Did anybody really think Urban Meyer wouldn't be interested in the Ohio State job? Weeks ago, word was that Meyer was ready to return to coaching -- if the right job was available. I still don't think people appreciate the politics of the West Virginia/Louisville death cage match for a spot in the Big 12. I've been told that West Virginia was absolutely in, then absolutely out (thanks to some backroom maneuvering by U of L alum and U.S. Senate minority leader Mitch McConnell), then absolutely back in after Jay Rockefeller, the U.S. senator from West Virginia, used some last-minute heavy muscle. Still no congratulatory e-mail from you-know-who after Tennessee won the inaugural Buster Olney-Geno Bowl. Buster is a Vandy alum. Nothing against hyphens Alabama-Birmingham or Louisiana-Monroe, but I'll be openly rooting for Florida Atlantic in its next two games. No way should Howard Schnellenberger's 27-year career as a college head coach end with a victory 0-fer in his final season. The Zooker is catching some serious heat at Illinois for a five-game losing streak, but Washington has dropped four of its last five games after a 5-1 start. The losses to Oregon and at Stanford and USC were understandable, but a 17-point loss against 3-8 Oregon State last Saturday? Remember Faulkner University quarterback Josh Hollingsworth, who led his NAIA team to a 95-89 triple-overtime victory against Union College in the regular-season finale on Nov. 12? Hollingsworth finished as the NAIA passing leader, Faulkner finished as the NAIA total offense leader -- and the Eagles fired their coach after a 3-7 season, lowlighted by a defense that gave up an average of 53 points per game. Western Michigan's Jordan White ranks No. 1 in receptions (108), yardage (1,388) and yards per game (138.90). Now compare that with Davyd Brooks, who leads Army with a grand total of eight catches for 137 yards -- or almost 2 yards less than White averages per game. Out of 120 programs, the three service academies are ranked 114th (Air Force), 119th (Navy) and 120th (Army) in passing offense. Ohio State is ranked 118th. If Rutgers beats UConn on Saturday, it secures a share of the Big East championship. Just goes to show what us media types know: Rutgers was picked last in the preseason Big East media poll. ESPN BCS guru Brad Edwards was nice enough to do a little research for me. Said that if USC were eligible for the BCS standings (and it isn't), the Trojans would be 12th.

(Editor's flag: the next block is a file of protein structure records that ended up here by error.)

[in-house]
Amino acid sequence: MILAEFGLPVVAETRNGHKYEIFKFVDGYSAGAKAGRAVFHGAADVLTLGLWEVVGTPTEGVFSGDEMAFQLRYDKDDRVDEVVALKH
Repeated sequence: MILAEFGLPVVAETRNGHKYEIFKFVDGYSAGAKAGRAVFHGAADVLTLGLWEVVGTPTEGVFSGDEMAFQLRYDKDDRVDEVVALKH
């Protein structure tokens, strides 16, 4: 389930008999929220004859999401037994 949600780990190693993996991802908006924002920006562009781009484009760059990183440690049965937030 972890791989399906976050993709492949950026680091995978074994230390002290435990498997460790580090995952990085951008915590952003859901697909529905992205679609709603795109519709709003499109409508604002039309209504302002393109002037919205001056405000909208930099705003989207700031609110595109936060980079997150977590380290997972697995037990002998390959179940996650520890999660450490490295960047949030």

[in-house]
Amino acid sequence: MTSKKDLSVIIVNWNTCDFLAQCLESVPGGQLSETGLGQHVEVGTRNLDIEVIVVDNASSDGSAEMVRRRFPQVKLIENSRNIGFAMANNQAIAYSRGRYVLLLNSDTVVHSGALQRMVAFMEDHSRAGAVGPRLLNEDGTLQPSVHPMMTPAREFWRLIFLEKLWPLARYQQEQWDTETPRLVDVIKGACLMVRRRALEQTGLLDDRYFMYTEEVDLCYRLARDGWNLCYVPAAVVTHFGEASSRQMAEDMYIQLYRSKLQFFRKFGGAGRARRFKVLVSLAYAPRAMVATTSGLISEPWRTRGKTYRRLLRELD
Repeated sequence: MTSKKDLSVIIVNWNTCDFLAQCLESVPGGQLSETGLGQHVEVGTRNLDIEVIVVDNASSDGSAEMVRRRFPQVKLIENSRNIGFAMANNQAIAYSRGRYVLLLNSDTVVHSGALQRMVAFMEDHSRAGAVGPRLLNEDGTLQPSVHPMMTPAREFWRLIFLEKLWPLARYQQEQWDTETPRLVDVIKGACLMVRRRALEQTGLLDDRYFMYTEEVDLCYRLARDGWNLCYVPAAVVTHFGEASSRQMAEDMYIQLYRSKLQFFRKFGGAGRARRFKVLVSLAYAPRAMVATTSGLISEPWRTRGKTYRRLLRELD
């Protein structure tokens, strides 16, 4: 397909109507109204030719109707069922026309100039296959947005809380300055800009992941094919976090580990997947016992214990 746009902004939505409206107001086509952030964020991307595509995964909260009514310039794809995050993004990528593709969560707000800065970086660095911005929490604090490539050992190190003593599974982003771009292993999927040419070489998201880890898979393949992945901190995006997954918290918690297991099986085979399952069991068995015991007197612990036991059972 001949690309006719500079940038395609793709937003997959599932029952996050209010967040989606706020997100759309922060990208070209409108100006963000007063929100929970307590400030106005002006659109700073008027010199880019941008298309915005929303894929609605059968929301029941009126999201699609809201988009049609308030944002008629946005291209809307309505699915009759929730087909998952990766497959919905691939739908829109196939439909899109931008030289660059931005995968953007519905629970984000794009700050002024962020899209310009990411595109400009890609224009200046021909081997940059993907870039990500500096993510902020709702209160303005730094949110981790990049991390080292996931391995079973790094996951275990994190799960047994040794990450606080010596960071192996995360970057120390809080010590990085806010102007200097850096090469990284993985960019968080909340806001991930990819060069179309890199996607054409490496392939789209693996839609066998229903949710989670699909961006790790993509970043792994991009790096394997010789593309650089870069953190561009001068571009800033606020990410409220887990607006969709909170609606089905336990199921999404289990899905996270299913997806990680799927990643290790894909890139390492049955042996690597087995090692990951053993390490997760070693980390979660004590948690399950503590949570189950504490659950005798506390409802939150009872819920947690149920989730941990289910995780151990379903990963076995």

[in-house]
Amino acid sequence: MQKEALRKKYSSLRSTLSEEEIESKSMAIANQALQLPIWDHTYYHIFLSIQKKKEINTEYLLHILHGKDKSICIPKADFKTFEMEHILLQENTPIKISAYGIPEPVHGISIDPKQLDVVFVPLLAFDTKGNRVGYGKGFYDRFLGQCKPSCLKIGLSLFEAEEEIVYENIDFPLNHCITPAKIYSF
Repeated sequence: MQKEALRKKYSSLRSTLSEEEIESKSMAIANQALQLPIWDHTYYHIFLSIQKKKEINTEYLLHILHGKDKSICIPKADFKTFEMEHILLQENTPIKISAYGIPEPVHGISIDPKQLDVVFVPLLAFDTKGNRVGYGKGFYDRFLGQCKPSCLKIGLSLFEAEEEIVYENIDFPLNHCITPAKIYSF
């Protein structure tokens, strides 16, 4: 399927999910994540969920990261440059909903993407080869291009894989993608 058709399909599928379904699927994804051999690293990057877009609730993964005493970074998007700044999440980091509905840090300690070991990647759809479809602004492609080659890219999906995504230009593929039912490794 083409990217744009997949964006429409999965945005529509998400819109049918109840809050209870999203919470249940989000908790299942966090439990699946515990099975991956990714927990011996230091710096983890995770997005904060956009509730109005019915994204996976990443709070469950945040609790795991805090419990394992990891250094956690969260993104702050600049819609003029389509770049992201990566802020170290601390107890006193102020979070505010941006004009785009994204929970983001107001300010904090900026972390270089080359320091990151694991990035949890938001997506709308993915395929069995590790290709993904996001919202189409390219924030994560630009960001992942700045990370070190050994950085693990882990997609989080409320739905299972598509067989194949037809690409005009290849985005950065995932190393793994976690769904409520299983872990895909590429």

1. The BMOC top 10